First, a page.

At some point, almost everybody has dreamed of flying. And thanks to the Wright brothers’ unlocking of the secrets of flight, this is something that all of us can now do. But, of course, some significant safeguards prevent just anyone from piloting an aircraft.
The biggest safeguard is, of course, flight training. Training for a private pilot license is essentially analogous to the training for a driver’s license. It’s what demonstrates that a person is capable of being in command of an aircraft safely. Thus, it’s critical to get it right.
At the moment, however, we see the rise of so-called two-week or 10-day courses. These are targeted at people who are in a rush to get their license. They’re sold as a way to get people flying their own aircraft as fast as possible. And the courses usually consist of eight or more hours of training each day over the specified period. Many of these courses appear to offer budding pilots everything that they could possibly want. They cover all the relevant training material, how planes work and flight controls. And they sell the courses as demanding, accelerated training, almost like it’s a rite of passage.
What’s more, the law isn’t against these sorts of practices. The International Civil Aviation Authority says that pilots need at least 40 hours of training outside of Europe and 45 hours inside. And so many fast-track license trainers manage to scrape this quota by packing more hours into the day.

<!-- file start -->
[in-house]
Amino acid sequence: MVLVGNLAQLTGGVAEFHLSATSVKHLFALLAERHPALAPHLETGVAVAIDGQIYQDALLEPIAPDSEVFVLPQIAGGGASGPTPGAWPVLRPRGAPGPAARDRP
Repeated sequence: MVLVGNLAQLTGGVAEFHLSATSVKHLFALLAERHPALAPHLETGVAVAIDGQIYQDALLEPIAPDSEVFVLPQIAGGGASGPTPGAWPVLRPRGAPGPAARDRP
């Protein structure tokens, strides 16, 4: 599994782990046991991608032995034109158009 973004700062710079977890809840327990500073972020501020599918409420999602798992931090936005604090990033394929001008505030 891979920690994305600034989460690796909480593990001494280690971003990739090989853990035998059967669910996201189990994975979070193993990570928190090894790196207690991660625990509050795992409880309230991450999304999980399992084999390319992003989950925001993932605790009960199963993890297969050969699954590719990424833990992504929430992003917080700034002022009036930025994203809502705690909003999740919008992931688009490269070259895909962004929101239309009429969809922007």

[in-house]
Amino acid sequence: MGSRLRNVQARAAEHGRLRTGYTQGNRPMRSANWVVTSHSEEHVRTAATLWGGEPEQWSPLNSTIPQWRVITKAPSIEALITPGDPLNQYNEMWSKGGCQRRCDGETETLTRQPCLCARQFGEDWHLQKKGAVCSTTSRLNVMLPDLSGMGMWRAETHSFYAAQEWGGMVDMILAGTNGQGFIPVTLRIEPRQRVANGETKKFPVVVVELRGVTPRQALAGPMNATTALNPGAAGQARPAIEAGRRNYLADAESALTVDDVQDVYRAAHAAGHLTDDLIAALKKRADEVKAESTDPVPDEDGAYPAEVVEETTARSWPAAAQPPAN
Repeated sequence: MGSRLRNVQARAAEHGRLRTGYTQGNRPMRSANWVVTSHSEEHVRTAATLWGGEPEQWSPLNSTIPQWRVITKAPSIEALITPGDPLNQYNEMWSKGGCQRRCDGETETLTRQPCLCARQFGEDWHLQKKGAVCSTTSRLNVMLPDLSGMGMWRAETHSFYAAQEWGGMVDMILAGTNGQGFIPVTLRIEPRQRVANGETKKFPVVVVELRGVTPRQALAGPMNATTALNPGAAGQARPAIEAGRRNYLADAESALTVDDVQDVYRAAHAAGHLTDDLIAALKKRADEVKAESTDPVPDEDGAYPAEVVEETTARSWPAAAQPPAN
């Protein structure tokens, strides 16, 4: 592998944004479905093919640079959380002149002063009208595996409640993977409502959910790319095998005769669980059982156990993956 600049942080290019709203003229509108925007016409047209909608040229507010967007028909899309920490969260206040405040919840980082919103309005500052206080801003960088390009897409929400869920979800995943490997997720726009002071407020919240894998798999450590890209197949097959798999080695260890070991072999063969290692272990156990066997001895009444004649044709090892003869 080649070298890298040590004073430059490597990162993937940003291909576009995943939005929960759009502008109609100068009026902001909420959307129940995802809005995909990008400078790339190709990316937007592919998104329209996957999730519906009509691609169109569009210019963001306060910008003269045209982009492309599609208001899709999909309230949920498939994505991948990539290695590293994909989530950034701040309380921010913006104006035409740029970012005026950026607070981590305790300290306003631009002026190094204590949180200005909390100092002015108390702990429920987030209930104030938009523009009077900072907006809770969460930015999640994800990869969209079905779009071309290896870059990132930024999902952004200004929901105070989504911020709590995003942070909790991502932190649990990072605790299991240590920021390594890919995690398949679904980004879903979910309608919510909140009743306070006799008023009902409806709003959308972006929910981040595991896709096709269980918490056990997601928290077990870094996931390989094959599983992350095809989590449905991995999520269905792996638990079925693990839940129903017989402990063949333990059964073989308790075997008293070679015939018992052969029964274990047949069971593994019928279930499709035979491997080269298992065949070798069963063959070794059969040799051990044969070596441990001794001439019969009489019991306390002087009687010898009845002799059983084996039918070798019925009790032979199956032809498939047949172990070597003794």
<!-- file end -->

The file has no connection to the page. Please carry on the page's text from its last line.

However, these types of fast-track courses are a bad idea for many reasons. For a start, it takes a long time for any pilot to become confident with the complexities of aviation. Flying an aircraft isn’t like driving a car. It’s an order of magnitude harder to do. And so cramming all the training into just two weeks is too intense. There are too many different controls, flight checks and protocols to learn. People don’t learn well when all their training is pushed into just a few days. They need time for what they’ve learnt to sink in.
But accelerated training also means that it’s more likely that pilots will make mistakes. People learn things best by repetition, repetition, repetition. Under normal circumstances, a pilot would get their license after repeating moves hundreds of times over a course of months. But under an accelerated course, they will only get to try different manoeuvres perhaps on one or two days. Sure, that might be good enough to shoehorn them through the license exam. But there are serious doubts as to whether such an approach is actually safe.
At Aeros, we take safety and training very seriously. That’s why we do training for 45 hours at a minimum. The safety of the pilot, their passengers and the public should be the top priority of any flight training school.
There might be other forms of training out there. But they are never going to be as safe as training from a bonafide flight school, built on principles stretching back decades.